Bids Bring Offshore Wind One Step Closer in Conn.

By ecoRI News staff

The Connecticut Department of Energy and Environmental Protection (DEEP) recently closed the bidding period of a request for proposals (RFP) for renewable-energy resources, including offshore wind. The RFP, which closed April 2, allowed bidders to propose up to the maximum amount of offshore wind generation allowed under law: 3 percent of load or about 250 megawatts.

“Offshore wind is a critical technology for states to meet their clean energy and greenhouse gas reduction requirements,” said Emily Lewis, a policy analyst at Acadia Center. “The region needs rapid deployment of offshore wind, and Connecticut’s RFP shows that the state wants to participate in growing the market for this clean energy resource.”

While DEEP hasn’t yet published the details of the submitted proposals, any selected offshore wind project will likely fulfill Connecticut’s legal limit for offshore wind. The Legislature will need to take action to continue growing offshore wind.

“With aggressive commitments from Massachusetts, New York and New Jersey, the emerging offshore wind industry will bring thousands of highly paid, skilled jobs to the Northeast in the coming years," said John Humphries, organizer for the Connecticut Roundtable on Climate and Jobs. "Connecticut has taken a modest initial step with this procurement process, but the good news is that New London's port is well positioned to become a regional hub of activity to support offshore wind projects up and down the coast.”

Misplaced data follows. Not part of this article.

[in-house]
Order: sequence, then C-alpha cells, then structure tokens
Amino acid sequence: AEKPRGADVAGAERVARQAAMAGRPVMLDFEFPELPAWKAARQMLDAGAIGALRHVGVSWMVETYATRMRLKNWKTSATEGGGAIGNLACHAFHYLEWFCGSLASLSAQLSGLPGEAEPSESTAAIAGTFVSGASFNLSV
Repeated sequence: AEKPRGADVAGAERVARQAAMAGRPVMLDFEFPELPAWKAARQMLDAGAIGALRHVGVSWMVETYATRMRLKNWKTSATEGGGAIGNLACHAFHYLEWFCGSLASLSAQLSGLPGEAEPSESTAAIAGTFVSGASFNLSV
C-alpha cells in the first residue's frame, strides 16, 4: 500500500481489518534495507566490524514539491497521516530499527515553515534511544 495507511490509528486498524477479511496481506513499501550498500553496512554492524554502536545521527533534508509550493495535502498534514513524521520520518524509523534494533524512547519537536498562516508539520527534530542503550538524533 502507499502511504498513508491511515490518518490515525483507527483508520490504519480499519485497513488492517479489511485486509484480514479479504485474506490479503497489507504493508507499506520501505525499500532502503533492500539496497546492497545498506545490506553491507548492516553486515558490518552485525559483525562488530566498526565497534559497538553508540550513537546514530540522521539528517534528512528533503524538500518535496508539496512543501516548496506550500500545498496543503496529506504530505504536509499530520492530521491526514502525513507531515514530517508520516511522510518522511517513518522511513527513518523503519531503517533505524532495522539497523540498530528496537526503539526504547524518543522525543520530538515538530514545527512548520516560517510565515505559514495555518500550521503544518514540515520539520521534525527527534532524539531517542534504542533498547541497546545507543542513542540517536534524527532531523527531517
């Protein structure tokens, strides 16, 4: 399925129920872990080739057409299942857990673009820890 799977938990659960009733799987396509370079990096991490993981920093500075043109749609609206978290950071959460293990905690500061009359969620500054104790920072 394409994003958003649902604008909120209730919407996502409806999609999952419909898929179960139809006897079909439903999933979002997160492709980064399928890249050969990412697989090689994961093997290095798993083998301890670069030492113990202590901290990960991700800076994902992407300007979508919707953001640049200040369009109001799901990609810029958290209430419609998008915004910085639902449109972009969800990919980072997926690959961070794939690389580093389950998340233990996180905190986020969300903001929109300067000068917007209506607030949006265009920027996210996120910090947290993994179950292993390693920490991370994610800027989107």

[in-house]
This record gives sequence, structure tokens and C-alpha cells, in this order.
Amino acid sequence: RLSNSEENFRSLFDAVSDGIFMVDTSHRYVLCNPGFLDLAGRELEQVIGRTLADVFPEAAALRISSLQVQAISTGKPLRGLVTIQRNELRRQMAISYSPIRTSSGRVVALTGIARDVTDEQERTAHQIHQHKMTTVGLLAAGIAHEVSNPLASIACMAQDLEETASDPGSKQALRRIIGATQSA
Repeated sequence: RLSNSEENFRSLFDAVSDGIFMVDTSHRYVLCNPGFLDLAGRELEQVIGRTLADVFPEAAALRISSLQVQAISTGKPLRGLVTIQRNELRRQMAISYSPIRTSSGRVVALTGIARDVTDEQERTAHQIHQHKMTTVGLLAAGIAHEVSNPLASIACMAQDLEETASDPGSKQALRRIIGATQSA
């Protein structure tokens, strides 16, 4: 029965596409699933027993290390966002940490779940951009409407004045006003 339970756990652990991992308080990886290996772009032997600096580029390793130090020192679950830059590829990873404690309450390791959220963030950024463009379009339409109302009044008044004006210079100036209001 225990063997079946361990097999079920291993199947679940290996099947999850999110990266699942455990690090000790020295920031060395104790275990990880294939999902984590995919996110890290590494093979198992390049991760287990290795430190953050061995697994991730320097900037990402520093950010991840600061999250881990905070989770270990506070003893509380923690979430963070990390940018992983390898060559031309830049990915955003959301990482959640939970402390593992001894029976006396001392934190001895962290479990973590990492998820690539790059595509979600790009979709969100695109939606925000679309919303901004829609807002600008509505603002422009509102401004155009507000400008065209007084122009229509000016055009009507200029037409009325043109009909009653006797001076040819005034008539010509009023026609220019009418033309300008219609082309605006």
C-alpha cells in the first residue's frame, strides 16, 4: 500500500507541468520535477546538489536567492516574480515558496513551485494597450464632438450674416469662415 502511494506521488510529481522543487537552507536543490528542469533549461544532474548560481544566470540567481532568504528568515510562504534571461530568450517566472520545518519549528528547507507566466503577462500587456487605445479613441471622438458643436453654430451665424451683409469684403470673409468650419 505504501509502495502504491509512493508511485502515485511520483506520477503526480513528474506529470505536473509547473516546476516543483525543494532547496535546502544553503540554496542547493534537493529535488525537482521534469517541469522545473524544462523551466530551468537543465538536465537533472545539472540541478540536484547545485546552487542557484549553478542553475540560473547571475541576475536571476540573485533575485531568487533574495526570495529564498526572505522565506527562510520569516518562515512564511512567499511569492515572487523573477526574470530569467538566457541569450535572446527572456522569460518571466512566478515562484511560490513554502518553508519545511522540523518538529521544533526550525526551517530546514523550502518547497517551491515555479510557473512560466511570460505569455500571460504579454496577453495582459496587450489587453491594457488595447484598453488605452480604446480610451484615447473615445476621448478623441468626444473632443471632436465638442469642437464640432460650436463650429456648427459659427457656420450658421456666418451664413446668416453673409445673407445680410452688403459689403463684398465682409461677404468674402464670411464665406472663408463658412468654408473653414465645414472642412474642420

Recent studies have shown that offshore wind development could create as many as 36,000 jobs in the Northeast region, but significant long-term commitments from Connecticut and other states are needed to maximize this economic development potential throughout the offshore wind supply chain.

“We have the skilled people to make this happen. The building trades workforce of Eastern Connecticut is eager to do whatever is needed to support this growing industry,” said Keith Brothers, president of the New London-Norwich Building and Construction Trades Council.

Scott Bates, chairman of the Connecticut Port Authority, said, “Wind energy has the potential to help power Connecticut’s maritime economy. This is an industry that is custom designed to leverage our deepwater ports. Connecticut is uniquely positioned geographically and logistically to support development of offshore wind projects from southern New England to the Mid-Atlantic states.

“Besides our obvious strategic location at the exact center of the region most likely to support offshore wind, New London also happens to be the only port between Boston and Norfolk with no height restrictions (no bridges) in the main channel.”